MaryBeth Mueller’s tenure as a leader in Catholic education is coming to a close, but her passion that fueled decades of leadership resulting in national recognition remains undimmed.The superintendent and director of the diocesan Division of Education and Evangelization is retiring next month, following 31 years of service.

Mueller grabbed the attention of dioceses across America when, in 1998, her office launched a capital campaign — Today’s Children, Tomorrow’s Leaders — that raised $33 million for school renovation, expansion and construction of Catholic schools.

“We were the only diocese in the United States that attempted to do that just for schools,” Mueller recalled. “I look back and I don’t know how we did it. We did well.”

The farm girl from Walhalla, North Dakota, has never shied away from hard work.

The oldest of four, she drove the tractor during the potato and grain harvest, taught religious education to second-graders as a high school sophomore and earned a blue ribbon for her sewing skills at the county fair.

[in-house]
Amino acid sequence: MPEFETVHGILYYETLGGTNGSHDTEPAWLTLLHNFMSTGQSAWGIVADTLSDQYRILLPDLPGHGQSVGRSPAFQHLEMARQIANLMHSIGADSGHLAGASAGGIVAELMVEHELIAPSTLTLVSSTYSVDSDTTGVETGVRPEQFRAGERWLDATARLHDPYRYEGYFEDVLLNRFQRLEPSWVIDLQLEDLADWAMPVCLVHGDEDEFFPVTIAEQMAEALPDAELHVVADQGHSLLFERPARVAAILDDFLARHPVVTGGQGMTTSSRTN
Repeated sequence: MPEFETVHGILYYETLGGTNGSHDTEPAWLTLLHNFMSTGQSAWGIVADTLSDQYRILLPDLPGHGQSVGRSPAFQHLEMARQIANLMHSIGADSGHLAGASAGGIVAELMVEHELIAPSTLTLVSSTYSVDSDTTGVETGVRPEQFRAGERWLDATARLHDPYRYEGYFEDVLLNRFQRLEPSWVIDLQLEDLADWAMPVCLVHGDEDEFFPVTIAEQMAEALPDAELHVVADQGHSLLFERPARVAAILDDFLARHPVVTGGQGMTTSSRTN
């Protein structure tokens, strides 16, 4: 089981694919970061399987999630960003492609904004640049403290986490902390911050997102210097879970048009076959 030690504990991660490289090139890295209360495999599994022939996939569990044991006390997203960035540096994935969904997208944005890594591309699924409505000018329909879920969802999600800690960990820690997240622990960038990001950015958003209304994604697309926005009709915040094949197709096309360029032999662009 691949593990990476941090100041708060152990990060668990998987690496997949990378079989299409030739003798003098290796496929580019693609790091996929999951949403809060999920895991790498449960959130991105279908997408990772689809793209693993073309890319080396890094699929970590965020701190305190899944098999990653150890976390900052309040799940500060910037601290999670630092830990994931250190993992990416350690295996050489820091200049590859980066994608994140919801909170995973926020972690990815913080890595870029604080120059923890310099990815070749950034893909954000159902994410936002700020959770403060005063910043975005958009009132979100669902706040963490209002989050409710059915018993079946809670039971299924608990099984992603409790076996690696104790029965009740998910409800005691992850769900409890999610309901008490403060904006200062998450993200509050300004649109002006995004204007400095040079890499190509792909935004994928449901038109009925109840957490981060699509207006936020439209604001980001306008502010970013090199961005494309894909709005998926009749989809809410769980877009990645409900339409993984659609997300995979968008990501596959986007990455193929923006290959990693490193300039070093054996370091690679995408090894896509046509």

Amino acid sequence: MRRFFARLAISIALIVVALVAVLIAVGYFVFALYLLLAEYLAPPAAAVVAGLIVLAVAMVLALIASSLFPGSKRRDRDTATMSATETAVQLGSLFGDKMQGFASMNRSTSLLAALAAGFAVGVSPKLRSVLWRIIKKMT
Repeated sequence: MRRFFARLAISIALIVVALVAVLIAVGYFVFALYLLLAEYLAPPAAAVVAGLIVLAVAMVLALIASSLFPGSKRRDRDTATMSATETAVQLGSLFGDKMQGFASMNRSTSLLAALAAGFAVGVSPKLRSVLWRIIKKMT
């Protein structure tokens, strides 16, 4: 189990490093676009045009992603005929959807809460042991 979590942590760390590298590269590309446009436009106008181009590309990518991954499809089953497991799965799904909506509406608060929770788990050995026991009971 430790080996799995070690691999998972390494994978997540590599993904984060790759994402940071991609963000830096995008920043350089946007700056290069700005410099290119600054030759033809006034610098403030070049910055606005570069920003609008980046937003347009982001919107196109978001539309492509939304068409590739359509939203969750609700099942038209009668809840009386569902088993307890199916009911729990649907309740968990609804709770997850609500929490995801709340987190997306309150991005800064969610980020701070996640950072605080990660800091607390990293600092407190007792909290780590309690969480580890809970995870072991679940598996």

“My work ethic comes from my folks. I think that’s the spirit of farming, you have to do whatever it takes to get the job done,” Mueller said. “You don’t say no. You figure out how to do it.”

Mueller cultivated that “can-do” attitude as a constant and tireless advocate and witness to Catholic education for more than 44 years, serving as a teacher, assistant principal, principal, director of curriculum and personnel, and associate superintendent for schools in the dioceses of Duluth, Minnesota; Sioux Falls, South Dakota; and Phoenix.

“She has always worked without ceasing to help as many children who desire a Catholic school have that opportunity,” said Anne Wuycheck, two-term Diocesan School Board past president, who has worked with Mueller since 2000 on a number of projects.

“Her absolute love and desire to help every single child is contagious.”

In her bid to help families afford a Catholic education, Mueller launched Night of Hope in 2008.